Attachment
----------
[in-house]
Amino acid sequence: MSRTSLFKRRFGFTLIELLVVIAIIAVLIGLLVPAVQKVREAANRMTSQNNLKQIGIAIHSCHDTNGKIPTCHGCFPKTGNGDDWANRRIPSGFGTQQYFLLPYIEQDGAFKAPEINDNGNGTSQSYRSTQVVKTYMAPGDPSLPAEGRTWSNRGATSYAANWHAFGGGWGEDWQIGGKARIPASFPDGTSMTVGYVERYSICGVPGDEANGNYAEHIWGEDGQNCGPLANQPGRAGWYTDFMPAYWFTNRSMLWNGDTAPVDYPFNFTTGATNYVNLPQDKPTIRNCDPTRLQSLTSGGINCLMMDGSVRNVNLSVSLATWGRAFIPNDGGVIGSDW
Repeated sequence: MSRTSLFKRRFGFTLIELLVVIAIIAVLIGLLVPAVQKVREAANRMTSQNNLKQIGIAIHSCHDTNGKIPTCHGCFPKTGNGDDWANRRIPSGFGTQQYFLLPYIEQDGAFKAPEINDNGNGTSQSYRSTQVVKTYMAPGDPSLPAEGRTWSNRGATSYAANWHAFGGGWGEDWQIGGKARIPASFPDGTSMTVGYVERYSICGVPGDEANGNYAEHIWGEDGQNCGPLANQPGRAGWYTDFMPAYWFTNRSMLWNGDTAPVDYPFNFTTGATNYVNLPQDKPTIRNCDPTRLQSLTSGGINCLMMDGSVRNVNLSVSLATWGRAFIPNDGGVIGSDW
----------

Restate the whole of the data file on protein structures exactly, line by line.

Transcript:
[in-house]
Amino acid sequence: MSRTSLFKRRFGFTLIELLVVIAIIAVLIGLLVPAVQKVREAANRMTSQNNLKQIGIAIHSCHDTNGKIPTCHGCFPKTGNGDDWANRRIPSGFGTQQYFLLPYIEQDGAFKAPEINDNGNGTSQSYRSTQVVKTYMAPGDPSLPAEGRTWSNRGATSYAANWHAFGGGWGEDWQIGGKARIPASFPDGTSMTVGYVERYSICGVPGDEANGNYAEHIWGEDGQNCGPLANQPGRAGWYTDFMPAYWFTNRSMLWNGDTAPVDYPFNFTTGATNYVNLPQDKPTIRNCDPTRLQSLTSGGINCLMMDGSVRNVNLSVSLATWGRAFIPNDGGVIGSDW
Repeated sequence: MSRTSLFKRRFGFTLIELLVVIAIIAVLIGLLVPAVQKVREAANRMTSQNNLKQIGIAIHSCHDTNGKIPTCHGCFPKTGNGDDWANRRIPSGFGTQQYFLLPYIEQDGAFKAPEINDNGNGTSQSYRSTQVVKTYMAPGDPSLPAEGRTWSNRGATSYAANWHAFGGGWGEDWQIGGKARIPASFPDGTSMTVGYVERYSICGVPGDEANGNYAEHIWGEDGQNCGPLANQPGRAGWYTDFMPAYWFTNRSMLWNGDTAPVDYPFNFTTGATNYVNLPQDKPTIRNCDPTRLQSLTSGGINCLMMDGSVRNVNLSVSLATWGRAFIPNDGGVIGSDW